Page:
Monday, February 26, 2007

Globalization and sustainability

Globalization means the world is not only more prosperous, it also is more stable. This short commentary got me to thinking why is it that people struggle to accept globalization as a positive force for change. Two things come to mind. One is an ongoing and widespread mis-conception about wealth. The second is the persistence of false predictions of resource scarcity. In both instances, the root ideology appears to be a concern that the world either has too many people, and/or too many people consuming too much.

Both over-population and over-consumption represent core eco-myths that underscore most ideological environmentalism. Both reflect a moral belief that the world is a perfect and pristine place until besmirched by human beings. The origin of this morality is excellently described by Bidinotto in an essay on individualism and environmentalism. Sadly, I find many eco-zealots have never considered the moral philosophy implicit in their assertions, let alone the practical ramifications that their ideas would manifest.

Contemporary globalization is an imperfect process: but it does show that economic freedom and trade liberalization do result in prosperity and stability. And despite the global warming hysteria, there are no global environmental limits threatening our survival. Economically and environmentally we have the capability to be sustainable. What we lack is the political and cultural will to tackle the social imperatives for sustainability. Why? In large part because ruling elites and intellectuals continue to frame social problems in the guise of "us" versus "them", of "haves" and "have nots", resplendent with fear, prejudice and envy. Human history shows us that any experiment with social engineering has been dependent upon propaganda and the mass mobilisation of fear. And, make no mistake, today's fixation with ecomyths is just that: an experiment with social engineering.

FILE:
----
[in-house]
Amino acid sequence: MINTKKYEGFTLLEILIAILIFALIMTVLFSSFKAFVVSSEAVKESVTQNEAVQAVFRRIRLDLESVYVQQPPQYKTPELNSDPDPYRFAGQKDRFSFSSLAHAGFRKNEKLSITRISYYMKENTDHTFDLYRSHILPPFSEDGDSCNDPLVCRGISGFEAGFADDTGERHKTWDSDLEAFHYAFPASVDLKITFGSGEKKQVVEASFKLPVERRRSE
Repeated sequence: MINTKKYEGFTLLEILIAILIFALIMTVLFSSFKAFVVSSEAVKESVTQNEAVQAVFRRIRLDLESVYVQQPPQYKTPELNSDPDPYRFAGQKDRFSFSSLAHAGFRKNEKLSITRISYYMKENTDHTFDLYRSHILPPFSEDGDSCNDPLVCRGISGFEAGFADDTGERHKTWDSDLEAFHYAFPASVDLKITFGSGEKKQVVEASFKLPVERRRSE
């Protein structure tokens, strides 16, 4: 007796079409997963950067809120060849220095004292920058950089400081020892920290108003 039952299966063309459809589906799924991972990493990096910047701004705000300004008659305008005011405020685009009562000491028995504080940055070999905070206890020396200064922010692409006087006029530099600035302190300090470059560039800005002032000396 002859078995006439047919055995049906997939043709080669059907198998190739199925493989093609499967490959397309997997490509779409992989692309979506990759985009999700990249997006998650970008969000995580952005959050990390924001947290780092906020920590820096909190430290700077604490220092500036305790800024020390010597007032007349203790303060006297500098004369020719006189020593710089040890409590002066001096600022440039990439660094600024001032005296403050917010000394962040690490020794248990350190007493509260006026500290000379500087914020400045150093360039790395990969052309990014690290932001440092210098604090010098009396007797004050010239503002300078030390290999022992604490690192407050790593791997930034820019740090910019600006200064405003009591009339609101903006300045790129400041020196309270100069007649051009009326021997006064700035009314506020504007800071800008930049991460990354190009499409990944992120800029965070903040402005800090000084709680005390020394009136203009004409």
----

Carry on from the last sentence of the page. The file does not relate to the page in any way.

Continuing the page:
The solution?
  • the empowerment of individuals and nation states in their desire for economic freedom
  • the removal of trade barriers, tariffs and all other elements of protectionism and nationalism, including "cultural" safeguards
  • education that teaches adaptation and self-esteem, and not dogma infused with political correctness and fear
  • political discourse that puts a premium on principles, alternatives and policies and not personalities, polemics and polls.
Easy to stipulate. Much harder to put into practice. Because positive creativity is difficult, the default is criticism and negativity. Persist, as the movie Pay it Forward illustrates, we don't always know how and when our creativity will affect others.